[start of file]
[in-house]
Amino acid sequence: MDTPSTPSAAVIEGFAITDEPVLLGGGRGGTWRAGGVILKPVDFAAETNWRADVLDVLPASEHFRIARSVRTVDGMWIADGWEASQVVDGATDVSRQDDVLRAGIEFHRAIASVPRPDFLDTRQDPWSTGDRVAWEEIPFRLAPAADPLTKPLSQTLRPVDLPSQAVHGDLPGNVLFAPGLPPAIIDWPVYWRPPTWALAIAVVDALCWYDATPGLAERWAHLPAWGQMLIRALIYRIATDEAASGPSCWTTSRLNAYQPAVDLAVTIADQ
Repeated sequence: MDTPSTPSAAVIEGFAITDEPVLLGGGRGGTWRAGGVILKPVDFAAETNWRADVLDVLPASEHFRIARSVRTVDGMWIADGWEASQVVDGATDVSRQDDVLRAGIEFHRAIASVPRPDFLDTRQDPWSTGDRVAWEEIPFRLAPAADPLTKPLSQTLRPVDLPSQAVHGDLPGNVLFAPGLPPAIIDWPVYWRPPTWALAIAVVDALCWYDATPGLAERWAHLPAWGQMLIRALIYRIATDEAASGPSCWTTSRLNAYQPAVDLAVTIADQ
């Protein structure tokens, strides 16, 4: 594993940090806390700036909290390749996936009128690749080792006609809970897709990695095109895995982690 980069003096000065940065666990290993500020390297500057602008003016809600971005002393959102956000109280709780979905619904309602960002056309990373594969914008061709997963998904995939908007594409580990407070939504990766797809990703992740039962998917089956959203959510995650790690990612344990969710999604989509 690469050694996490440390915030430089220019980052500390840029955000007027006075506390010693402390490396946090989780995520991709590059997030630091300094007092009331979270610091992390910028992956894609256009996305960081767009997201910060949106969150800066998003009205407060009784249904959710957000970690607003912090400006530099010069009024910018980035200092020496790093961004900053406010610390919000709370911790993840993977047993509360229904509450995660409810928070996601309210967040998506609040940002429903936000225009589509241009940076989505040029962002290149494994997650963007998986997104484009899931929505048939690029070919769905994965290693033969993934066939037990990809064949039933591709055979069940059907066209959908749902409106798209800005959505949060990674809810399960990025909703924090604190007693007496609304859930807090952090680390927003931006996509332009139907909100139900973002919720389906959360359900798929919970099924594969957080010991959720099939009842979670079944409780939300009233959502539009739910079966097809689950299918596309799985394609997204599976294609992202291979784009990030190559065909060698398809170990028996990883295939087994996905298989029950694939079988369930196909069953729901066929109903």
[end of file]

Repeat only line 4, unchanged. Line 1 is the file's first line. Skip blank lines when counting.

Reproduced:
């Protein structure tokens, strides 16, 4: 594993940090806390700036909290390749996936009128690749080792006609809970897709990695095109895995982690 980069003096000065940065666990290993500020390297500057602008003016809600971005002393959102956000109280709780979905619904309602960002056309990373594969914008061709997963998904995939908007594409580990407070939504990766797809990703992740039962998917089956959203959510995650790690990612344990969710999604989509 690469050694996490440390915030430089220019980052500390840029955000007027006075506390010693402390490396946090989780995520991709590059997030630091300094007092009331979270610091992390910028992956894609256009996305960081767009997201910060949106969150800066998003009205407060009784249904959710957000970690607003912090400006530099010069009024910018980035200092020496790093961004900053406010610390919000709370911790993840993977047993509360229904509450995660409810928070996601309210967040998506609040940002429903936000225009589509241009940076989505040029962002290149494994997650963007998986997104484009899931929505048939690029070919769905994965290693033969993934066939037990990809064949039933591709055979069940059907066209959908749902409106798209800005959505949060990674809810399960990025909703924090604190007693007496609304859930807090952090680390927003931006996509332009139907909100139900973002919720389906959360359900798929919970099924594969957080010991959720099939009842979670079944409780939300009233959502539009739910079966097809689950299918596309799985394609997204599976294609992202291979784009990030190559065909060698398809170990028996990883295939087994996905298989029950694939079988369930196909069953729901066929109903």